by Marcia Hinds – Megan and Ryan’s Mom
Some people think we should just accept autism. They believe autism is a gift. They think if we treat the symptoms, we are changing who our children are. I probably won’t change anyone’s mind, but I need to say this anyway. Our children are the gift, autism is not. I wanted my son to be who he was supposed to be before autism came into our lives.
The autism diagnosis ripped away every dream my husband and I had for Ryan. My son was stranded on Autism Island and our family was right there with him. The “experts” said Ryan would need to be institutionalized. They said there was no recovery from autism, no cure, and no hope. But they were wrong. My son is now an engineer at a major aerospace company. So don’t believe all you are told about autism.
Children are recovering from autism, yet the general public and most doctors are unaware that this is even possible. An autism diagnosis no longer has to mean “game over.” And parents don’t have to helplessly stand by and watch their children slip away. If a child’s health can be restored by treating hidden viruses and infections, then children improve and full recovery becomes possible. Ryan’s story shows when a child’s medical conditions are treated in conjunction with intensive behavioral and educational rehabilitation…remarkable things can happen.
There is hope and it is possible to have a different outcome for children with autism.
I wrote a book called, I Know You’re In There – Winning Our War Against Autism for families looking for answers to this complex medical and neuroimmune condition called “autism.” To me, the term “autism” simply describes a collection of symptoms that look different in every child. And maybe if we stopped calling it “autism” and instead call it what it is, “a messed up immune system,” more children would get proper treatment.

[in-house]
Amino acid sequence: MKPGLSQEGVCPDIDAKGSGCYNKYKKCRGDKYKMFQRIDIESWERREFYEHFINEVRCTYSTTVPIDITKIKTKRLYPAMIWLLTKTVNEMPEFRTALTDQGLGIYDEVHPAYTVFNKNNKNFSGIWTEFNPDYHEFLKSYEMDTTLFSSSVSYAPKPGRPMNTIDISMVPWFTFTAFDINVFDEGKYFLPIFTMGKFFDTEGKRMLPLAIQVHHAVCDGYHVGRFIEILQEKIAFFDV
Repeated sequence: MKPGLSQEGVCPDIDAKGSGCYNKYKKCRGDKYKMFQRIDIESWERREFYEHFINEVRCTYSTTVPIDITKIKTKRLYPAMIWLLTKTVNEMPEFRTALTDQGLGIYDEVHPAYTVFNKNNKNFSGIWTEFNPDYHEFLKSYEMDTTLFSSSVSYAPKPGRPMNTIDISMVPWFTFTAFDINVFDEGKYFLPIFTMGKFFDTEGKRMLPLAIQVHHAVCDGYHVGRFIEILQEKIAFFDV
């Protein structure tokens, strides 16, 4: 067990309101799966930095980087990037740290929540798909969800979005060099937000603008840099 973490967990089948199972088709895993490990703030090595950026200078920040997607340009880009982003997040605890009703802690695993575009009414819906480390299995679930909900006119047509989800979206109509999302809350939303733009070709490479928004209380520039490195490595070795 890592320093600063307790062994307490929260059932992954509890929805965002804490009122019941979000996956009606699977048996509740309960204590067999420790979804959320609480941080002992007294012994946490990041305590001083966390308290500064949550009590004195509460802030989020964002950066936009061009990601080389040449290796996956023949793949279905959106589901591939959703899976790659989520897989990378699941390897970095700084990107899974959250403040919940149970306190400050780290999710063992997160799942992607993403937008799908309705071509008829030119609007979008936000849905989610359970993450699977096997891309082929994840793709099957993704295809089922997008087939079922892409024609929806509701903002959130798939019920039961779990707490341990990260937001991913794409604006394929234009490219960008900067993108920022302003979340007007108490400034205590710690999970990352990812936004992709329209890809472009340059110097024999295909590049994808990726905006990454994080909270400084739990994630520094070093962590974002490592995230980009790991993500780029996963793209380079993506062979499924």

Ryan’s story speaks to the feelings and frustrations we have all experienced. But what families like best is that it makes them laugh about a very serious subject. And more importantly, it gives hope for the future of their children. Don’t give up too soon, like I almost did. After Ryan was diagnosed, even I didn’t believe he could ever get better. But we didn’t give up, because sometimes we caught a glimpse of the kid that was IN THERE.
When it is possible to improve a child’s immune function by treating autism medically, children can learn what they couldn’t before. Yet, medical treatment alone is not enough. We used behavioral and educational interventions to catch Ryan up on all he missed once he was able to learn. Recovery takes time. And that wasn’t easy for a parent like me who wanted my kid fixed before lunch.
Most parents I hear from are happy when they learn an autism is treatable. But every once in a while I hear from a parent who thinks differently. One mother said, “Why would I want to change my child? She is not sick. She has a disorder. A wondrous disorder that makes her think, feel differently. She’s smart and perfect the way she is. You cannot cure a disorder. You can cope with it, but it can never be cured. It is not medical. It is neurological.”